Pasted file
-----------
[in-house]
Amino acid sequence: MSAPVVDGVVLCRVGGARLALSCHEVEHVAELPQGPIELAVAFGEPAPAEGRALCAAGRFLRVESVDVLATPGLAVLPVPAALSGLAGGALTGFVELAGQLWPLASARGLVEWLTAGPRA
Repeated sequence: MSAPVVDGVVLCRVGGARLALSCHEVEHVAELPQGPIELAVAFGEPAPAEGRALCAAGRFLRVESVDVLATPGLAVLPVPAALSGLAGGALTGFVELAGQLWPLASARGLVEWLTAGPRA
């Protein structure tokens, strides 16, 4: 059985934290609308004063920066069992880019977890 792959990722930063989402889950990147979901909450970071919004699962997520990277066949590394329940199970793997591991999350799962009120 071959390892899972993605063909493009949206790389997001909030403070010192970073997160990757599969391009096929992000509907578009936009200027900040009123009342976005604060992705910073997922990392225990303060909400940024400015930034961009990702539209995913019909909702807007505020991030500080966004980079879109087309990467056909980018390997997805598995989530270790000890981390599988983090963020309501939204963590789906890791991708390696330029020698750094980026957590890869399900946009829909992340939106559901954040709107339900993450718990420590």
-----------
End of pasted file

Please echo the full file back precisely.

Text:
[in-house]
Amino acid sequence: MSAPVVDGVVLCRVGGARLALSCHEVEHVAELPQGPIELAVAFGEPAPAEGRALCAAGRFLRVESVDVLATPGLAVLPVPAALSGLAGGALTGFVELAGQLWPLASARGLVEWLTAGPRA
Repeated sequence: MSAPVVDGVVLCRVGGARLALSCHEVEHVAELPQGPIELAVAFGEPAPAEGRALCAAGRFLRVESVDVLATPGLAVLPVPAALSGLAGGALTGFVELAGQLWPLASARGLVEWLTAGPRA
């Protein structure tokens, strides 16, 4: 059985934290609308004063920066069992880019977890 792959990722930063989402889950990147979901909450970071919004699962997520990277066949590394329940199970793997591991999350799962009120 071959390892899972993605063909493009949206790389997001909030403070010192970073997160990757599969391009096929992000509907578009936009200027900040009123009342976005604060992705910073997922990392225990303060909400940024400015930034961009990702539209995913019909909702807007505020991030500080966004980079879109087309990467056909980018390997997805598995989530270790000890981390599988983090963020309501939204963590789906890791991708390696330029020698750094980026957590890869399900946009829909992340939106559901954040709107339900993450718990420590």